Water-cooling for computers is nothing new. Some of the earliest vacuum tube based computers utilized water and extensive plumbing to remove the enormous amount of heat these behemoths generated. With the advent of solid-state technology, heat became more easily managed. Heatsinks and/or fans became the industry standard for cooling CPUs and the evolution of the heatsink/fan combo has produced some very efficient coolers that can tame the hottest processors. Some of these air coolers can be quite loud, however, and may not be up to the task when the processor is overclocked. When done correctly, water-cooling can reduce both temperature and noise in a computer system. Not that long ago, water-cooling enthusiasts had to rely on modified aquarium pumps and salvaged automotive heater cores attached to home-made waterblocks to cool their machines. Not surprisingly, a few manufacturers stepped into the breach with specifically engineered pumps, radiators and waterblocks. This made water-cooling more accessible to the consumer, but choosing components was still a bit of a chore for the novice, as the available information was spotty and sometimes conflicting. To make matters worse, the expense of the components put trial-and-error experimentation out of reach for many would-be waterheads. Recently, several manufacturers have developed and marketed “turn-key” systems with everything you need to water-cool your machine in one package. These kits can be roughly divided into two groups.
In a higher-end kit one would likely find a large radiator (or two), fans, a CPU waterblock (possibly GPU and chipset blocks as well), a high volume-high pressure pump, large diameter tubing, a fluid reservoir and coolant. These kits can easily cost several hundred dollars and require case modifications to work properly. At the other end of the spectrum are what I'll call entry level kits, targeting the novice, they are usually a somewhat bare bones approach to water-cooling, supplying the consumer with fewer, and less expensive, components. Some time ago, Thermaltake entered this market with a complete system they called Bigwater. Recently, Thermaltake introduced their next generation successor to the Bigwater liquid cooling system. Dubbed the Bigwater SE (I assume this means Second Edition), Thermaltake has added/subtracted/changed some components but the fan, radiator and CPU waterblock remain unchanged from the original Bigwater system. Available online for as little as 105USD, the Bigwater SE is even more affordable than its predecessor. I'm going to install this kit in my Kandalf case, which is designed with the Bigwater kit in mind, but the kit should be easily installed in most any case with a 120mm fan opening and a free 5.25-inch front bay.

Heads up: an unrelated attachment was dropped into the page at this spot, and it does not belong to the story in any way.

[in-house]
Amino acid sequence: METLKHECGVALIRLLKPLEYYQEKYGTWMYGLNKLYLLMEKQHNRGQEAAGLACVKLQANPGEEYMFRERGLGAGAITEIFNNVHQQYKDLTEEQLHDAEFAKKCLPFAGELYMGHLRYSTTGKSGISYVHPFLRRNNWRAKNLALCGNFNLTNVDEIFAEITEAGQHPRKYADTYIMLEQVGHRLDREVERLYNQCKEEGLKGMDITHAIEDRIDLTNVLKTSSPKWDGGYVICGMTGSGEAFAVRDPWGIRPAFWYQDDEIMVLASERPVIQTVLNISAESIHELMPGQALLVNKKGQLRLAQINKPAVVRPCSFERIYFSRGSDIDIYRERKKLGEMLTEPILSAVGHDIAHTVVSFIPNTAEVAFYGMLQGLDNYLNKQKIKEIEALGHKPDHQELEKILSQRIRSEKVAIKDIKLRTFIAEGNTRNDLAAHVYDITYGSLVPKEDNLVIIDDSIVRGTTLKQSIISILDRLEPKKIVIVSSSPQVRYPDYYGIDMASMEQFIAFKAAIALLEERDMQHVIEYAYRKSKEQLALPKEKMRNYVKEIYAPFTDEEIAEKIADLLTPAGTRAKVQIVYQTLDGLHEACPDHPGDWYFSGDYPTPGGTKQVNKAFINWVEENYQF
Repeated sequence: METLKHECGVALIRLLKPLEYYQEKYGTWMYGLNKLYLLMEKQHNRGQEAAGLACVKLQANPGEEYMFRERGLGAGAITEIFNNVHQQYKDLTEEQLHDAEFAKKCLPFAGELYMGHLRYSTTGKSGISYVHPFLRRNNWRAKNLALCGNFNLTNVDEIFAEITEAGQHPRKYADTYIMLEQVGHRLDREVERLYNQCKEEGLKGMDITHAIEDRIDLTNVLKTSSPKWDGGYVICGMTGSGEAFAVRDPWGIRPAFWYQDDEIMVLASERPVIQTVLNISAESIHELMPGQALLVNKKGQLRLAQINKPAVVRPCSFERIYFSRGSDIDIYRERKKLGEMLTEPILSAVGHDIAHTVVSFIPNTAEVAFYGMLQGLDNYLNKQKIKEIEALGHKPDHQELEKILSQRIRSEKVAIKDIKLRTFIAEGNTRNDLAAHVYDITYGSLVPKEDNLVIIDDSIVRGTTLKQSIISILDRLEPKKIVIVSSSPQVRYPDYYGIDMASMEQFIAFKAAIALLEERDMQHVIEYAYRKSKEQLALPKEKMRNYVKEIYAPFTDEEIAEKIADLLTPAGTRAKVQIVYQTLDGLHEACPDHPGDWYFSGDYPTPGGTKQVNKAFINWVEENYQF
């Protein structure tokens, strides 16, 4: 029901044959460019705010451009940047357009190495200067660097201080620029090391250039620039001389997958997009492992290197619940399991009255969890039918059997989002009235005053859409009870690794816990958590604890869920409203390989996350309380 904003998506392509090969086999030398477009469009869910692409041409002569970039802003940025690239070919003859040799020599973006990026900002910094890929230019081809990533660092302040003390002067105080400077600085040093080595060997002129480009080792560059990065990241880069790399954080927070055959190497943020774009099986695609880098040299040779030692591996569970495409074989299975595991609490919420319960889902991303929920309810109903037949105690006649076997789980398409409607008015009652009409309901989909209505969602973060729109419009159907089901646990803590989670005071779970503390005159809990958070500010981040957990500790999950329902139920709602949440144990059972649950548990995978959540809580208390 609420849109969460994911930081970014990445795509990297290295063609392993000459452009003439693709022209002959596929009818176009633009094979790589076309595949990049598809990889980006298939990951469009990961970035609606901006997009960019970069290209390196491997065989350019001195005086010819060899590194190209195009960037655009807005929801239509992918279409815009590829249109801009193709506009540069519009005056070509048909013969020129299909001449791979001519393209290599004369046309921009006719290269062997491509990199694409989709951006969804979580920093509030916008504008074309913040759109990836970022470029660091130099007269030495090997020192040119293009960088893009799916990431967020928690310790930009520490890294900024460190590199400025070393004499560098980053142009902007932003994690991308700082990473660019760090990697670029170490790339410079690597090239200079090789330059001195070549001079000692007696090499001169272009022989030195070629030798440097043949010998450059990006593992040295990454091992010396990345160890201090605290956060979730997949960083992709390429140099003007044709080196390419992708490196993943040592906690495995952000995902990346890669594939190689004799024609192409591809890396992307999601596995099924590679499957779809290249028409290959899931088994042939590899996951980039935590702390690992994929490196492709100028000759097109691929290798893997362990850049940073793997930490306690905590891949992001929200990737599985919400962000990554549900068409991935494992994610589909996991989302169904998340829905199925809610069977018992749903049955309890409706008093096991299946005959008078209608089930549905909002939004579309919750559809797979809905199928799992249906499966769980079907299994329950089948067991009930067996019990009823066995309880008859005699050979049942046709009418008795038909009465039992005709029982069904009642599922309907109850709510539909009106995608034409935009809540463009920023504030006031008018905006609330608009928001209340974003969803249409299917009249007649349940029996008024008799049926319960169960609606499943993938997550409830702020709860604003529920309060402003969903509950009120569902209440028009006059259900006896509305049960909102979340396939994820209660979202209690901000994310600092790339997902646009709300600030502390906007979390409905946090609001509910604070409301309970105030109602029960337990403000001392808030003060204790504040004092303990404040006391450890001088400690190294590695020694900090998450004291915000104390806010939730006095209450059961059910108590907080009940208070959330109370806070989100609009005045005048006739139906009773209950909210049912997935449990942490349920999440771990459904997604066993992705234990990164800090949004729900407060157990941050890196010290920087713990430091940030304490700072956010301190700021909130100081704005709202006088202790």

THERMALTAKE CORPORATE PROFILE
Thermaltake Incorporation, based in Taipei, Taiwan is the global leader Thermal Solution and Thermal Management for PC & Industrial Market. Its Engineering Staffs masters in Airflow Analysis, Material Conductivity and Heat Dissipation Efficiency. Thermaltake offers a wide range of products and services, providing effective and cost-conscious cooling devices. The Company has more than 1,000 employees worldwide supporting customers from its headquarters in Taipei, Taiwan, as well as from offices in China, Europe and United States Continent.